chemistry

3. Use the mole ratio of CuO produced per mole of malachite to write a balanced equation for the malachite decomposition reaction. Assume that CO₂ is also a product of the decomposition.


CuCo3*Cu9OH)2 -----> 2Cuo+Co2+H2O


0.004522431 moles of malachite
0.01257071 moles of CuO



4. Predict the mass of CuO expected to result from the decomposition of the malachite, based on the balanced equation. 1g of Malachite was given. The mass of CuO produced (g): 0.72g


5. Compare the mass obtained from the mass predicted, and discuss reasons for any discrepancy.

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asked by Sally
  1. It appears t me that 0.00452 moles malachite should have produced 2x that for CuO. Is that 0.0126 mols your experimental value? If so it is too high. I have no idea what may have gone wrong. You have provided no details for the experiment.

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    posted by DrBob222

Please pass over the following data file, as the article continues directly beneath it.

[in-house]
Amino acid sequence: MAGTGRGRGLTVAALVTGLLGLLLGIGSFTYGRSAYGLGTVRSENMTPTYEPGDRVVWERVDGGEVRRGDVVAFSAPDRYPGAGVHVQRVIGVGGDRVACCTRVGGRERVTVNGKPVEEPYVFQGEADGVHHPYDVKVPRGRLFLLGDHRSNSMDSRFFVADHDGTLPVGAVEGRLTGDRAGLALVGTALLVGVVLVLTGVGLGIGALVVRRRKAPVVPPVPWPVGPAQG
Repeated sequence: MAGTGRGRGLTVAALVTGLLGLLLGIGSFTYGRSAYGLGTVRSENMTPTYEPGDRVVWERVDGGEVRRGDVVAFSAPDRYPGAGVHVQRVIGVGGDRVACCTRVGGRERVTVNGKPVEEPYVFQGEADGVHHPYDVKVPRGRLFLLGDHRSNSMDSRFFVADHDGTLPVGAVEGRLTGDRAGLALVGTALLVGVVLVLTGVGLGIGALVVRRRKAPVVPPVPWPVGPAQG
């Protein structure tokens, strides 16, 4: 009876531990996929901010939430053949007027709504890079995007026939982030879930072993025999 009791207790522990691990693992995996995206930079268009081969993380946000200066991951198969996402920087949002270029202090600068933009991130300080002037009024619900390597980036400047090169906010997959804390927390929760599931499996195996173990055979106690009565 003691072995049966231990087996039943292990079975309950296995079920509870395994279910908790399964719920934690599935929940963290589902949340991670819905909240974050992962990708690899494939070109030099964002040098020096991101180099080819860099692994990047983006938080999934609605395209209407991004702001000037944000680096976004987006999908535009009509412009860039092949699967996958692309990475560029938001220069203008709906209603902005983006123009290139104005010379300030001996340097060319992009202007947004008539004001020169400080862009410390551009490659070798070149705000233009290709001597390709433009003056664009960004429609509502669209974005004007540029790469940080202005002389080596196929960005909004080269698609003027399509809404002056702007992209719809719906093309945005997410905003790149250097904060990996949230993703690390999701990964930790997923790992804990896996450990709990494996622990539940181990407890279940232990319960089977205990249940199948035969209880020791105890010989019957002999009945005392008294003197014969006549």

2. (a) Mass of an empty Erlenmeyer flask (g): 91.780g

    (b) Mass of the Erlenmeyer flask with malachite(g): 92.780g

    (c) Subtract (a) from (b) to obtain the mass of malachite (g): 1g

    (c) Mass of Erlenmeyer flask with CuO(g): 92.500g

    (d) Subtract (a) from (c) to obtain the mass of CuO produced (g): 0.72g

    2. Calculate the following:

    (a) moles of malachite in 1g: 222.1mw
    0.004522431 moles of malachite

    (b) moles of CuO produced: 79.55 mw

    0.01257071 moles of CuO

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    posted by Sally
  3. If I read this right,
    moles malachite in 1 g i 1/221.12 = 0.0452 (we have a slight difference in molar mass malachite--based on CuCO3.Cu(OH)2 I found 221.12) but that changes your value insignificantly.

    Next. 0.72 looks ok BUT moles from that does not. If I divide 0.72/79.55 I get 0.00905 and not the 0.0126 you have.

    Based on the 0.00452 moles of malachite you took you should have obtained 0.00452 x 2 = 0.00904 and that is just about as good as it gets in lab work.You don't have an error to explain. :-).

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    posted by DrBob222

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